China: Eileen Gu ‘Inspiring’ Chinese-Americans to Root for Communists

Gold medallist China's Gu Ailing Eileen gestures on the podium during the freestyle s
Manan Vatsyayana/AFP via Getty Images

China’s state-run Global Times propaganda newspaper praised Chinese athlete Eileen Gu, a California-born American who chose to represent the Communist Party at the Beijing Olympics, for helping the children of people who fled China’s oppressive communist regime embrace Beijing.

Gu, who won a gold medal in the women’s big air freestyle event this week, has expressed support for left-wing causes and refused to clarify her citizenship status. Given that China does not allow dual citizenship or allow foreign citizens on its Olympic team, however, it is likely that she chose to give up her American citizenship. She competed in her sport as an American in 2019 before defecting.

Gu has become the face of Chinese government propaganda about the Olympics for several reasons, including the poor performances of actual Chinese athletes at the Games and the success of the international movement to boycott the Olympics in the name of the victims of Chinese communism. While human rights activists failed to convince a single government to boycott the Olympics as a protest against those abuses, NBC has recorded record-low ratings for Olympics events in the United States and Americans are largely ignoring the event.

On Wednesday, the Global Times claimed that Gu had not only succeeded in galvanizing Chinese fans but in attracting the praise of Chinese-Americans who were previously allegedly “afraid of showing their cultural identity.” The article does not at any point distinguish between Han Chinese ethnic identity and support for the Chinese Communist Party, which controls the Olympic team.

“One can be both and let the dual cultural background be a bonus, not a burden,” the propaganda outlet declared.

Gu was allegedly particularly important for Chinese-Americans, according to the Times, because America is so racist.

“As the US faces more and more prominent racial problems, outstanding athletes with a dual cultural background at the Beijing Winter Olympics will be an awakening for the country to reflect on its deep rooted racism against Asian people,” according to the government publication. “Yet the effect will be limited, observers said. They are also certain that a more open and prosperous China will be able to draw more and more talents with Chinese descent to contribute to it.”

The Times cited as an example of Gu inspiring Chinese-Americans to be more comfortable with the Chinese government an article in Cosmopolitan by Cathaleen Chen that celebrated Gu for making her feel less “guilty” about rooting for athletes that represent the Communist Party. The full article wholeheartedly praised Gu, asserting her defection was “the liberation I needed,” but notably absent from the Global Times‘ summary of Chen’s column was that Chen recognized the grotesque human rights abuses the Communist Party is guilty of, albeit with reservation. Chen also explicitly distanced herself from the Chinese Communist Party.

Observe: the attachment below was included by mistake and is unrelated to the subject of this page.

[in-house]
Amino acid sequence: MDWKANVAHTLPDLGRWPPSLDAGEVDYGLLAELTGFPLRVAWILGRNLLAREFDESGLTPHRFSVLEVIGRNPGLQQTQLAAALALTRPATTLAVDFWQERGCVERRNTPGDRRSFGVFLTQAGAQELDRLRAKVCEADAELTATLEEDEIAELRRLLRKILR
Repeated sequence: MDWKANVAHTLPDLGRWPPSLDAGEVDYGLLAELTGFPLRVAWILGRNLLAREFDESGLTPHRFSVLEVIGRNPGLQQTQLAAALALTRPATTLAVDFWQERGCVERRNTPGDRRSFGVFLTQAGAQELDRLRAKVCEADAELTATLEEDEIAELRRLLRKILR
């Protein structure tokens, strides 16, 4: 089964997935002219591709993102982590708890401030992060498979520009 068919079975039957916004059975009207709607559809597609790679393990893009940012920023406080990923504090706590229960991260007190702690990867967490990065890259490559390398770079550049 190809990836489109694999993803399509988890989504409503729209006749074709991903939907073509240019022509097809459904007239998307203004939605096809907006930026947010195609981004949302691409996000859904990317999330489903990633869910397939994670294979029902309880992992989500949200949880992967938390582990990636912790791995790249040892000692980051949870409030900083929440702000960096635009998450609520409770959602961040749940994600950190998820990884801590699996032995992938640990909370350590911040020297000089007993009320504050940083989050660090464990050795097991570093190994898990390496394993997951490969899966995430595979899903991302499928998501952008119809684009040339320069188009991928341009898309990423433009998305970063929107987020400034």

“At the same time, some of Eileen’s most vocal critics are fellow Chinese Americans,” Chen wrote. “They argue that by competing for China, Gu condones the ongoing persecution of the minority Uighurs in western China, the violent 2019 to 2020 Hong Kong pro-democracy protests, and the mysterious detention of Peng Shuai, the three-time Olympian and tennis star who accused a former CCP official of sexual assault in 2021.”

“And I get it,” she conceded, concluding that supporting Chinese athletes were not “akin to signing a blood oath to the CCP.”

Chen delved into China’s record as arguably the world’s worst human rights criminal, far more than Gu herself has. While openly supporting political causes in the United States like Black Lives Matter, Gu has yet to issue any statements about the ongoing genocide of the Uyghur people in occupied East Turkistan, the repression of dissidents in Hong Kong, and the live harvesting of organs from imprisoned “counterrevolutionaries.” Gu has claimed that her decision to defect to China was an act of feminism, to help inspire Chinese girls and women – a prime opportunity to mention the horrific abuses that women face in that country that Gu has yet to take.

“In terms of the purpose that I serve, it’s always been about encouraging girls, it’s always been about showing people what’s possible,” Gu said this week after winning gold.

“The opportunity to help inspire millions of young people where my mom was born during the 2022 Beijing Olympic Winter Games is a once-in-a-lifetime opportunity to help to promote the sport I love,” she remarked in June, describing her decision to abandon her home country. “Through skiing, I hope to unite people, promote common understanding, create communication, and forge friendships between nations.”

China is one of the most repressive countries in the world for women. For decades, the government imposed a “one-child policy” banning women from having more than one child, resulting in millions of deaths of unborn children and infanticides. The infanticides were largely of baby girls, as many families would prefer a son if they had to have only one child. That policy has since been expanded to a “three-child” one, but forced abortions and infanticides are still a common policy used against Uyghur girls and women. China has also launched a sterilization campaign against the Uyghur people, forcibly sterilizing thousands of women in entire villages throughout East Turkistan.

Gu has yet to comment on these issues at press time.


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